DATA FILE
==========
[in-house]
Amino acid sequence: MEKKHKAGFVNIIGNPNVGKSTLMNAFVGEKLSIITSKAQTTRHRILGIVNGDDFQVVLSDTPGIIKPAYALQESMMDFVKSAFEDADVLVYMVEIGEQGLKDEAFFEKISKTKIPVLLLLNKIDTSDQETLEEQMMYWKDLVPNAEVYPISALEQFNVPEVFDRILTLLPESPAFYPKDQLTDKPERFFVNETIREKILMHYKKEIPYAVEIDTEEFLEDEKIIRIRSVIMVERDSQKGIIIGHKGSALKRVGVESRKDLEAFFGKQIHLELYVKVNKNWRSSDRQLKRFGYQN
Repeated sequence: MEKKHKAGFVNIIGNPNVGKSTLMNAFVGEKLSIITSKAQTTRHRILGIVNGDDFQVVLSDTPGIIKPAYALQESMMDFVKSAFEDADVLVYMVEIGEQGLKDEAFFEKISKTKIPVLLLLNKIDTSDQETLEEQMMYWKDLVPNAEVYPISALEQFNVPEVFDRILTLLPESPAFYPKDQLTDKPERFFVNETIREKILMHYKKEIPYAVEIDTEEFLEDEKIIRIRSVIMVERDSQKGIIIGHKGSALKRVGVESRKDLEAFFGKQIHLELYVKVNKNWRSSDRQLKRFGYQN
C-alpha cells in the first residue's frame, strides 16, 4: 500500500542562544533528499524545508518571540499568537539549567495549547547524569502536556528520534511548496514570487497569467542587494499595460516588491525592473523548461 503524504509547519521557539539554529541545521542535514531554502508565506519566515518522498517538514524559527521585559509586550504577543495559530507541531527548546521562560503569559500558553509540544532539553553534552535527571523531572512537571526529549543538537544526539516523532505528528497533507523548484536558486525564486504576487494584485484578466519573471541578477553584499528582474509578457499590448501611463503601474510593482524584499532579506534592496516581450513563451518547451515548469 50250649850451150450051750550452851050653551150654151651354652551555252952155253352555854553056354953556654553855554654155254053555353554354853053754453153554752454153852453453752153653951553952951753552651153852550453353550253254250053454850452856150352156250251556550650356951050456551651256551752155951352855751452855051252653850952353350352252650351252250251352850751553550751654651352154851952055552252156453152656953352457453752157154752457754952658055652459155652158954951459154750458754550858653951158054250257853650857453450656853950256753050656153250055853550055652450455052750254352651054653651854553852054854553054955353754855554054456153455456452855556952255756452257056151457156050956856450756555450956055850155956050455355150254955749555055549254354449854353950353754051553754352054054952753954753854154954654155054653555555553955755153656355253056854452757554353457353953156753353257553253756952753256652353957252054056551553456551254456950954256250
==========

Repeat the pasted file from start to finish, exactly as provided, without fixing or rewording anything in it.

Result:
[in-house]
Amino acid sequence: MEKKHKAGFVNIIGNPNVGKSTLMNAFVGEKLSIITSKAQTTRHRILGIVNGDDFQVVLSDTPGIIKPAYALQESMMDFVKSAFEDADVLVYMVEIGEQGLKDEAFFEKISKTKIPVLLLLNKIDTSDQETLEEQMMYWKDLVPNAEVYPISALEQFNVPEVFDRILTLLPESPAFYPKDQLTDKPERFFVNETIREKILMHYKKEIPYAVEIDTEEFLEDEKIIRIRSVIMVERDSQKGIIIGHKGSALKRVGVESRKDLEAFFGKQIHLELYVKVNKNWRSSDRQLKRFGYQN
Repeated sequence: MEKKHKAGFVNIIGNPNVGKSTLMNAFVGEKLSIITSKAQTTRHRILGIVNGDDFQVVLSDTPGIIKPAYALQESMMDFVKSAFEDADVLVYMVEIGEQGLKDEAFFEKISKTKIPVLLLLNKIDTSDQETLEEQMMYWKDLVPNAEVYPISALEQFNVPEVFDRILTLLPESPAFYPKDQLTDKPERFFVNETIREKILMHYKKEIPYAVEIDTEEFLEDEKIIRIRSVIMVERDSQKGIIIGHKGSALKRVGVESRKDLEAFFGKQIHLELYVKVNKNWRSSDRQLKRFGYQN
C-alpha cells in the first residue's frame, strides 16, 4: 500500500542562544533528499524545508518571540499568537539549567495549547547524569502536556528520534511548496514570487497569467542587494499595460516588491525592473523548461 503524504509547519521557539539554529541545521542535514531554502508565506519566515518522498517538514524559527521585559509586550504577543495559530507541531527548546521562560503569559500558553509540544532539553553534552535527571523531572512537571526529549543538537544526539516523532505528528497533507523548484536558486525564486504576487494584485484578466519573471541578477553584499528582474509578457499590448501611463503601474510593482524584499532579506534592496516581450513563451518547451515548469 50250649850451150450051750550452851050653551150654151651354652551555252952155253352555854553056354953556654553855554654155254053555353554354853053754453153554752454153852453453752153653951553952951753552651153852550453353550253254250053454850452856150352156250251556550650356951050456551651256551752155951352855751452855051252653850952353350352252650351252250251352850751553550751654651352154851952055552252156453152656953352457453752157154752457754952658055652459155652158954951459154750458754550858653951158054250257853650857453450656853950256753050656153250055853550055652450455052750254352651054653651854553852054854553054955353754855554054456153455456452855556952255756452257056151457156050956856450756555450956055850155956050455355150254955749555055549254354449854353950353754051553754352054054952753954753854154954654155054653555555553955755153656355253056854452757554353457353953156753353257553253756952753256652353957252054056551553456551254456950954256250